We are told by officialdom that UK design is a valuable export. This view of the international standing of our local talent was borne out at the recent Milan Furniture Fair, where the likes of Matthew Hilton, Jasper Morrison and Ron Arad vied for stardom with the Italian furniture greats and are as popular with manufacturers from across the globe.
We are told also that design and innovation are inextricably linked. The Design Council’s Millennium Products initiatives highlighted this, while the likes of Apple Computer and Philips live it daily. But innovation isn’t just evident in product design. Design colleges apply it to research and other experimental projects across all disciplines and it is one of the buzzwords attached to seminars on just about any design or marketing topic.
We have, meanwhile, long associated design with sustainability – another over-played seminar descriptor – on the print, packaging or product side. Designers, we are told, have to have the wherewithal and influence to take clients down the environment-friendly route. Well, maybe.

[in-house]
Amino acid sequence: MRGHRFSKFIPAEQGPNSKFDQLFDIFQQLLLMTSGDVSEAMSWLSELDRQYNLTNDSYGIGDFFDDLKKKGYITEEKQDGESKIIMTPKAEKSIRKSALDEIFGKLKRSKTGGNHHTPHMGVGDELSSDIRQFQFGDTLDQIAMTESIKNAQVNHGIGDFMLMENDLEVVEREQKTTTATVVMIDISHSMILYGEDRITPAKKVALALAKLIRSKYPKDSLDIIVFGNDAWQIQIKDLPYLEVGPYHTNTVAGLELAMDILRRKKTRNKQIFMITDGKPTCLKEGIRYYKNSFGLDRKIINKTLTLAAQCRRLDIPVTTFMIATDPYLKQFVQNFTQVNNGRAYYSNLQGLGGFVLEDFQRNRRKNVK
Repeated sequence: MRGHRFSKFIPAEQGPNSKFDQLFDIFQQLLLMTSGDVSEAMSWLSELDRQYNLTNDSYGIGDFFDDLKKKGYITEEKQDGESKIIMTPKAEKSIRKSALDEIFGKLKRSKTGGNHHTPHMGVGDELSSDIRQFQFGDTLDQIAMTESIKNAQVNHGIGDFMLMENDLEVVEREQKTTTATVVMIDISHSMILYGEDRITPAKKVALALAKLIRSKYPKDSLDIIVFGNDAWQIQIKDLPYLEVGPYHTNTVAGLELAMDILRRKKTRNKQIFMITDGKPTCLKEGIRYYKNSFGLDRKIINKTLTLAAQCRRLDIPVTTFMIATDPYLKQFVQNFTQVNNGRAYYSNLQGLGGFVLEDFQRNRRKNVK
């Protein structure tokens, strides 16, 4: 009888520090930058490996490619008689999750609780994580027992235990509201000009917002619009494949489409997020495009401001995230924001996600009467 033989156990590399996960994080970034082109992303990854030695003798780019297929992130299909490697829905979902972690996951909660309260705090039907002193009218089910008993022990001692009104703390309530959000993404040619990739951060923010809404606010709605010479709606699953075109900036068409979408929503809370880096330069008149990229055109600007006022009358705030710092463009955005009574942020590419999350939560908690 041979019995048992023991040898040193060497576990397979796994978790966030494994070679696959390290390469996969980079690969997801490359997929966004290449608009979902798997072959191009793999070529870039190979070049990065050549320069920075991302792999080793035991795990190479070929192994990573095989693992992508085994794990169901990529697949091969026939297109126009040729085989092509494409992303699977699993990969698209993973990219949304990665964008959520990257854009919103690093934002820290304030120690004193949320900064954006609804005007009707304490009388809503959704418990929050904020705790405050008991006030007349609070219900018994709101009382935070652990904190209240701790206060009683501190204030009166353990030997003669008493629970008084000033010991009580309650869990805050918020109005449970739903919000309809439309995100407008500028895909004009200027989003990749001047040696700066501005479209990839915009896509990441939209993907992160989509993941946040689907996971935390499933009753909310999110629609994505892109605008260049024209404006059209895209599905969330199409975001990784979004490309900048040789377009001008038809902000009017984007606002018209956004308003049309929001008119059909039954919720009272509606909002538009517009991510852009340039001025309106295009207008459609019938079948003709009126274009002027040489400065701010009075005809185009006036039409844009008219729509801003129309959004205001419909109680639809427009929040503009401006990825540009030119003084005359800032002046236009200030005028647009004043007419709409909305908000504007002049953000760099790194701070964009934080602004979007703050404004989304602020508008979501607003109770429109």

Given the industry’s illustrious reputation, why are so few design groups listed as recipients of a Queen’s Award for Enterprise, given that it covers those three areas? Don’t they know they are eligible? Or is it simply that they don’t enter, not valuing the accolade? It can’t be a size issue, as many of the businesses awarded this year are bigger in ideas than in physical attributes.
Architects seem less daunted by the Queen’s Awards. Bath-based Feilden Clegg Bradley is a winner for sustainability, and London Eye creator Marks Barfield for innovation. But where are all those design-led companies, perhaps smaller than the mighty Dyson (innovation), but worthy of note nonetheless? Where, for example, are Wedgwood and Ideal Standard – both innovators – or, on a smaller scale, display company Dimensions, or Colebrooke Bosson and Saunders, known for its computer accessories?
Nor do the Queen’s Awards just focus on product. Service and advice qualify for consideration, hence the success of WPP Group’s research-led marketing company Business Planning and Research (international trade). Design could surely field a few contenders here.
A Queen’s Award must rank, at least, as a great new-business calling card, particularly for overseas markets and public sector work. And, it has the cachet to help boost design in the public eye, as well as among clients. It also gives the business media a useful hook on which to hang coverage of the creative industries.
So why not go for it next time? Check out the website www.queensawards.org.uk for details.